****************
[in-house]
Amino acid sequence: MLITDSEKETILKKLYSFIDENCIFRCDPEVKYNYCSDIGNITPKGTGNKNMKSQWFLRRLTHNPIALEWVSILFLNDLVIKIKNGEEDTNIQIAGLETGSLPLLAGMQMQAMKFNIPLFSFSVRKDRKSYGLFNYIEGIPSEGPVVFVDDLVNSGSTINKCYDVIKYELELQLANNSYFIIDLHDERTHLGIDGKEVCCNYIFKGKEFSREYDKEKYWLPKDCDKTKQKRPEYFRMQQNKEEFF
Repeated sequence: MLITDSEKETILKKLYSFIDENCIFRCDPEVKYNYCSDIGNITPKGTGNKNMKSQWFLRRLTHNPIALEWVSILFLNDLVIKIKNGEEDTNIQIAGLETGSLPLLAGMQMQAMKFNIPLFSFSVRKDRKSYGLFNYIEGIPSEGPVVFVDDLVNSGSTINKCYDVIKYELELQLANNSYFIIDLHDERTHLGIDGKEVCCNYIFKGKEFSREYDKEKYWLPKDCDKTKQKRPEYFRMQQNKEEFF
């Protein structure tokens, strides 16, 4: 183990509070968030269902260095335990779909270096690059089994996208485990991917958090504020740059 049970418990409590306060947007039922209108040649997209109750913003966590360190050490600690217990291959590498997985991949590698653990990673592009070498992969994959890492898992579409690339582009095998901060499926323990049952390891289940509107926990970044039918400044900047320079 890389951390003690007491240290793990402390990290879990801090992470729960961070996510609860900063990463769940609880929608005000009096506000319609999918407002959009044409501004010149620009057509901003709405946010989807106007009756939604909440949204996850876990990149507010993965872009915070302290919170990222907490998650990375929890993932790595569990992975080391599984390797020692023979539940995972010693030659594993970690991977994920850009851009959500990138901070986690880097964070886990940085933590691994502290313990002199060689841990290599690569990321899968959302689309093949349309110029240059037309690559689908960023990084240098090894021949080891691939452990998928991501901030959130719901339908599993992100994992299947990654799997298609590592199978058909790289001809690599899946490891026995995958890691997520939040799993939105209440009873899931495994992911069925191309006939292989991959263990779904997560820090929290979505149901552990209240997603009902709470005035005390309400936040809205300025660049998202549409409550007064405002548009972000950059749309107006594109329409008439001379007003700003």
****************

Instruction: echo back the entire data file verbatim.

[in-house]
Amino acid sequence: MLITDSEKETILKKLYSFIDENCIFRCDPEVKYNYCSDIGNITPKGTGNKNMKSQWFLRRLTHNPIALEWVSILFLNDLVIKIKNGEEDTNIQIAGLETGSLPLLAGMQMQAMKFNIPLFSFSVRKDRKSYGLFNYIEGIPSEGPVVFVDDLVNSGSTINKCYDVIKYELELQLANNSYFIIDLHDERTHLGIDGKEVCCNYIFKGKEFSREYDKEKYWLPKDCDKTKQKRPEYFRMQQNKEEFF
Repeated sequence: MLITDSEKETILKKLYSFIDENCIFRCDPEVKYNYCSDIGNITPKGTGNKNMKSQWFLRRLTHNPIALEWVSILFLNDLVIKIKNGEEDTNIQIAGLETGSLPLLAGMQMQAMKFNIPLFSFSVRKDRKSYGLFNYIEGIPSEGPVVFVDDLVNSGSTINKCYDVIKYELELQLANNSYFIIDLHDERTHLGIDGKEVCCNYIFKGKEFSREYDKEKYWLPKDCDKTKQKRPEYFRMQQNKEEFF
């Protein structure tokens, strides 16, 4: 183990509070968030269902260095335990779909270096690059089994996208485990991917958090504020740059 049970418990409590306060947007039922209108040649997209109750913003966590360190050490600690217990291959590498997985991949590698653990990673592009070498992969994959890492898992579409690339582009095998901060499926323990049952390891289940509107926990970044039918400044900047320079 890389951390003690007491240290793990402390990290879990801090992470729960961070996510609860900063990463769940609880929608005000009096506000319609999918407002959009044409501004010149620009057509901003709405946010989807106007009756939604909440949204996850876990990149507010993965872009915070302290919170990222907490998650990375929890993932790595569990992975080391599984390797020692023979539940995972010693030659594993970690991977994920850009851009959500990138901070986690880097964070886990940085933590691994502290313990002199060689841990290599690569990321899968959302689309093949349309110029240059037309690559689908960023990084240098090894021949080891691939452990998928991501901030959130719901339908599993992100994992299947990654799997298609590592199978058909790289001809690599899946490891026995995958890691997520939040799993939105209440009873899931495994992911069925191309006939292989991959263990779904997560820090929290979505149901552990209240997603009902709470005035005390309400936040809205300025660049998202549409409550007064405002548009972000950059749309107006594109329409008439001379007003700003």